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Stafford restaurant has secret family recipe on the menu
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EMBRACING THE SOUL OF SOUL FOOD

Stafford restaurant has secret family recipe on the menu

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Janice Scott’s plans to open a cigar lounge in Stafford County could have gone up in smoke when she applied for her business license.

She discovered that if she wanted customers to be able to sip alcoholic drinks while relaxing with a good cigar, she’d also have to offer them something to eat.

Scott, a program analyst for the federal government, wasn’t about to let that stop her. She took the county’s advice to open a restaurant and use part of the space for the cigar lounge. Peeramidz Restaurant & Lounge opened at 570 Celebrate Virginia Parkway last November with a menu that includes a tomato cobbler made from a secret recipe dating back more than 100 years.

The restaurant is “actually a collateral benefit to the cigar lounge, which I hope to open before the year ends,” she said.

Scott has been a cigar fan for 21 years, and was getting tired of driving to Washington or Maryland to patronize a cigar lounge. She and some girlfriends were sitting on the deck of one such establishment to enjoy a smoke and a drink when inspiration struck.

“I said, ‘Look at us. We should open a cigar lounge,’ ” she said. “I wanted a place where I could get a cigar, have a cocktail and something to eat.”

Scott decided to pursue that pipe dream, and then expanded on it when she learned she’d be required to serve food if she wanted to make the cigar lounge a reality.

She said she was on her way home from visiting tobacco fields in Cuba when she came up with the name for the restaurant. She’d passed some pictures of pyramids, which struck a chord because she’s a member of Delta Sigma Theta, a Black sorority whose symbol is the pyramid.

“I thought, I can play with that,” Scott said.

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She changed the first three letters to peer, because the restaurant would be a place to hang out with peers, and the last three to midz because she and her sorority sisters put their thumbs and forefingers together to form a triangle, or pyramid shape, that they call a mids.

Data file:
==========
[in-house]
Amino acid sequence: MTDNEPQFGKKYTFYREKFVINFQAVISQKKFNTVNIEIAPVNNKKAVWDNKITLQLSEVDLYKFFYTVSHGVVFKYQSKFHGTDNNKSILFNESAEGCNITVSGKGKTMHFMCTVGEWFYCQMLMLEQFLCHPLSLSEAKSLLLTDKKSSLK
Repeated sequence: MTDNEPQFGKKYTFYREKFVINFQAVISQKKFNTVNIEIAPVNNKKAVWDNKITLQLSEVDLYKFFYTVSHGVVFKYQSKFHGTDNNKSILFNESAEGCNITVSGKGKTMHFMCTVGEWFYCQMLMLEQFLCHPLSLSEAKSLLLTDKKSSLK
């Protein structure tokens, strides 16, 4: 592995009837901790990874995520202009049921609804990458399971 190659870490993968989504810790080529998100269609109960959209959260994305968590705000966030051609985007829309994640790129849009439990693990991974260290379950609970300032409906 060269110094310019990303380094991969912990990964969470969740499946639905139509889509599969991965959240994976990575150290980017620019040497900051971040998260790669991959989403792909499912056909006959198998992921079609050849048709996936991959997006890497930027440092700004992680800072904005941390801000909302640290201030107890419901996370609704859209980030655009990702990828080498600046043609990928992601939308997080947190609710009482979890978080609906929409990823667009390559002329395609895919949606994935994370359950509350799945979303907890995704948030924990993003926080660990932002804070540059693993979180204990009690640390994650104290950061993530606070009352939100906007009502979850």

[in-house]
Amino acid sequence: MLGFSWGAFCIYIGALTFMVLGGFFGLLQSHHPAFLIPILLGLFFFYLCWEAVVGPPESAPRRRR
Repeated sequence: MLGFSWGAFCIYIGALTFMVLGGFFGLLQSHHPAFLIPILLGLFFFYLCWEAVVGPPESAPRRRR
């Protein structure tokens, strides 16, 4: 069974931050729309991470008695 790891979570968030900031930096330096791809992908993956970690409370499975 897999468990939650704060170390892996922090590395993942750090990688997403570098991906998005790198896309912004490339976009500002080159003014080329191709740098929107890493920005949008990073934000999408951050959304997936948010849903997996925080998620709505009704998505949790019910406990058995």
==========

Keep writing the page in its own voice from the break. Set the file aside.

“I have had lots of sorority members come by,” she said. “My Fredericksburg chapter had their holiday party here back in December. I have some come from Woodbridge. They come and support me.”

Scott once worked for a brother who had a restaurant in Mobile, Ala., and described herself as an avid home cook. She decided to develop Peeramidz’s menu using a number of her own recipes and ones handed down in her family.

“I tried hard to fight it being a ‘soul food’ restaurant. As I was tweaking recipes, I was saying to myself, perhaps I could call it sophisticated southern cuisine,” she said. “Thanks to the community, it has morphed into a soul food restaurant.”

Peeramidz’s menu includes two versions of shrimp and grits, for example. One is traditional while the other is served over cheesy fried grits. Both are served with a paprika sauce. Fried catfish comes with red beans and rice, and the Plate for the Soul entrée includes deep-fried chicken, yams, collard greens, mac ‘n’ cheese and cornbread. Burgers, crab cakes and two kinds of steak are also available.

Then there’s the tomato cobbler, which is one of the two desserts available. Scott said that she likes to ask customers what they think of it so she can see their reaction. “Wow! That’s delicious,” was what a group of men kept repeating as they were filmed for a short video posted on the restaurant’s Facebook page.

“It has a homemade crust. People are trying it and buying it,” said Scott, who makes each batch herself and isn’t about to divulge the recipe. “They’re switching from peach cobbler.”

Like many restaurants, Peeramidz struggled when COVID-19 restrictions went into place. Customers from the nearby Celebrate by Del Webb retirement community started staying home, and some employees left so they could collect unemployment.

“It impacted us pretty hard,” Scott said. “We remained open and started curbside service, and there were a few times when we delivered to the 55 and over Dell Webb community. We’re not delivering ourselves now. We don’t have the resources. But we are on Grubhub and DoorDash.”

Things began looking up last month when Peeramidz joined 24 other restaurants and food trucks for the first Fredericksburg Black Restaurant Week. The event was so successful that another is planned for February.

“People didn’t even know we were here. Since then, we’ve had repeat customers. It was fantastic,” said Scott. “I was really glad that we were invited.”

Cathy Jett: 540/374-5407

cjett@freelancestar.com

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